If only ETFs could buy underwritings. If only the gunners in the S&P futures pits had enough money to buy all the shares of the aerospace, retail and hospital care companies that are for sale.
That's how you have to feel when you consider that the market seems out of fuel --excepting the cash that is flushed in from the sidelines because interest rates aren't going any higher.
I say that because when I see the Alberstons IPO be pushed back, which represented a very good call on the prospects of having a number two supermarket stock to Kroger (KR), and when I see all of the Boeing (BA) that was for sale off of a Delta's (DAL) executive's bashing of a new bubble in commercial aircraft, and when I read, once again -- like the old days -- that HCA (HCA) has an uninsured patient problem, I recognize that there are an awful lot of sectors out there that have money coming from them, not going to them. Maybe enough sectors that some real damage can be done.
Layer on top of that the price slash on the First Data (FDC) IPO, the biggest deal out there at the moment, and you have to think that this market can't handle any more supply -- a situation thing that has never been associated with a positive environment for equities.
That's why it is important to recognize that the ETFs and futures markets are so in charge that they can distort even the most straightforward of markets.
Let's take this Alberstons deal. If priced right in the tough stock market, it might be an ideal stock to own as part of a Kroger-Alberstons duopoly. But the investment bankers want way too much for it. The range had been set at $23 to $26. I believe it could get done at $20, and that this represents a fairly good call on a deleveraging retailer. It felt like the old Dollar General (DG) to me.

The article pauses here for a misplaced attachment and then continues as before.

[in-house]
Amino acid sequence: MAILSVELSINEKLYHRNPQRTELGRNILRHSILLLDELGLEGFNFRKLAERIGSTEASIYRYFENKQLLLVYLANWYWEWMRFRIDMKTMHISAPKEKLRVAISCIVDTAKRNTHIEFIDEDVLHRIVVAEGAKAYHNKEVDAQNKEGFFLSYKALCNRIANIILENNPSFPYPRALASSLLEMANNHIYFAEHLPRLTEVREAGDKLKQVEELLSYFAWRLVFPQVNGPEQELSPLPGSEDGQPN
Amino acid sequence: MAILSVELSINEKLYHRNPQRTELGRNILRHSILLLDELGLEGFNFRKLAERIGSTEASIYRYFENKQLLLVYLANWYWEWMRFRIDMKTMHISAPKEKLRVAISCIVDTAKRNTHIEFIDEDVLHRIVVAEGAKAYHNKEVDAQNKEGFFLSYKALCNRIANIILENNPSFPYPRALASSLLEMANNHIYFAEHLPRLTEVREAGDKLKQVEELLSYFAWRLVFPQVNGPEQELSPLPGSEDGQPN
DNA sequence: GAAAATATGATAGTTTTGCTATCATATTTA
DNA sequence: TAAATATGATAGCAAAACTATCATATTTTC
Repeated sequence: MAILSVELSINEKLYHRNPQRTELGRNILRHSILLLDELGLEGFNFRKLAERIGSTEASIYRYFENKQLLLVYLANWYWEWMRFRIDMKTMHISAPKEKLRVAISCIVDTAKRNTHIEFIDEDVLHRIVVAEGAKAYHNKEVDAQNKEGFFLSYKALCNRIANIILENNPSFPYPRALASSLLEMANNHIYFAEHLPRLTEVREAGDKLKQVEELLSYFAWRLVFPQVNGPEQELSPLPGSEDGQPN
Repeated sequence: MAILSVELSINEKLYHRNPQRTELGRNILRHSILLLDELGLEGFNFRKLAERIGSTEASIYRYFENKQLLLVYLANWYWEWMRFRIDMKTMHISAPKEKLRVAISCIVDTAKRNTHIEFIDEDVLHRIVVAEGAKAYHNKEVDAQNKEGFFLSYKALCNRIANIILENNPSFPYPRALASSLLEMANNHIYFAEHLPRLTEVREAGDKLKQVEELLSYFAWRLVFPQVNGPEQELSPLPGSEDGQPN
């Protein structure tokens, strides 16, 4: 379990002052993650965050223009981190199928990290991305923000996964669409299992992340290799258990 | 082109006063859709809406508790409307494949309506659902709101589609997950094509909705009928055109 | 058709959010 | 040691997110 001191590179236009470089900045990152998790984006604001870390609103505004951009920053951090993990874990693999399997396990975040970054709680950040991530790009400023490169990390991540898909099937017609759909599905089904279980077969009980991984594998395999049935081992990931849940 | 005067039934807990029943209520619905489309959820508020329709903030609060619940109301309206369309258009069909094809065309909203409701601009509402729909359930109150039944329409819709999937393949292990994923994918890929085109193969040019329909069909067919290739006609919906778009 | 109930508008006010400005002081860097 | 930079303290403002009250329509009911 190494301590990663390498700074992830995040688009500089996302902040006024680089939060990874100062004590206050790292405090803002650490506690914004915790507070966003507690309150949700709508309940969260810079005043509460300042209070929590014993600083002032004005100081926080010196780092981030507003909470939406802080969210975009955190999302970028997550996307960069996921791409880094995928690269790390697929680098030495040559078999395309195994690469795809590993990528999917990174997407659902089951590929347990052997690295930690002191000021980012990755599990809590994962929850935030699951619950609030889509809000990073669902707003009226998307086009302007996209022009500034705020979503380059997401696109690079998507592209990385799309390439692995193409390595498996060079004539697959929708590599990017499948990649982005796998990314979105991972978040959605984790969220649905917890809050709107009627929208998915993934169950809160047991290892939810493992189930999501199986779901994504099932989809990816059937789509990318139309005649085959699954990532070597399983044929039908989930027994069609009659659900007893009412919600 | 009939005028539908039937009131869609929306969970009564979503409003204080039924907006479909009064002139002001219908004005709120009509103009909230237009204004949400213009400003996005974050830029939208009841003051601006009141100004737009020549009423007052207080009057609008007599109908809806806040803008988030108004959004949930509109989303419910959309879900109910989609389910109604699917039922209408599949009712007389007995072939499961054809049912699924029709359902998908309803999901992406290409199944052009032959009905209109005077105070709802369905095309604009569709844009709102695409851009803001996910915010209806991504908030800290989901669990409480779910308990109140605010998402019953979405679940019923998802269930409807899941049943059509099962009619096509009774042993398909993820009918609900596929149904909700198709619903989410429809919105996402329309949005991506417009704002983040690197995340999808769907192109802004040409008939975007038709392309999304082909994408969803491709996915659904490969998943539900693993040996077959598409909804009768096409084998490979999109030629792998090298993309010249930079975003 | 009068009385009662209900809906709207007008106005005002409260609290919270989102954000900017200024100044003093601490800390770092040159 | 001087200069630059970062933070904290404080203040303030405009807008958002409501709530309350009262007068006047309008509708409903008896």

But then Wal-Mart (WMT) drops the bomb on numbers and the Wal-Mart¿led ETFs crush all retailers -- including Albertson's and Kroger -- and the Albertson's deal is put on ice. In addition, I am sure some bears think that Wal-Mart will have to practically give food away in order to get customers back. Believe me, that is not its plan, but people have a right to be as wrong as they want to be.
Or consider First Data. Here's a 3% grower, at best, that the underwriters were hoping to get something like a Mastercard (MA) or Visa (V) multiple, at one point. Now there's not even enough money around to get the thing done at what was the low end of the range.
Still, you have to wonder how desperate the seller, KKR (KKR), really is to even bring the deal on the heels of the Wal-Mart debacle: Do you really want to be levered to retail payments when the world's largest retailer said things aren't so hot?
All of these issues have to do with one thing: where's the fuel? What's going to take us higher? How can we move up when there's not enough money around to price deals?
The answer is that the money has to come from somewhere else. In other words, we are facing more of the same: rotational bear markets everywhere until we get to the point where either more money comes in or stocks are so cheap on earnings that people don't even want to rotate out of them at these reduced prices.
Judging by the action in individual stocks and underwritings -- not the indices as a whole -- we aren't there yet. Now if only ETFs could buy underwritings. Then these deals would get done!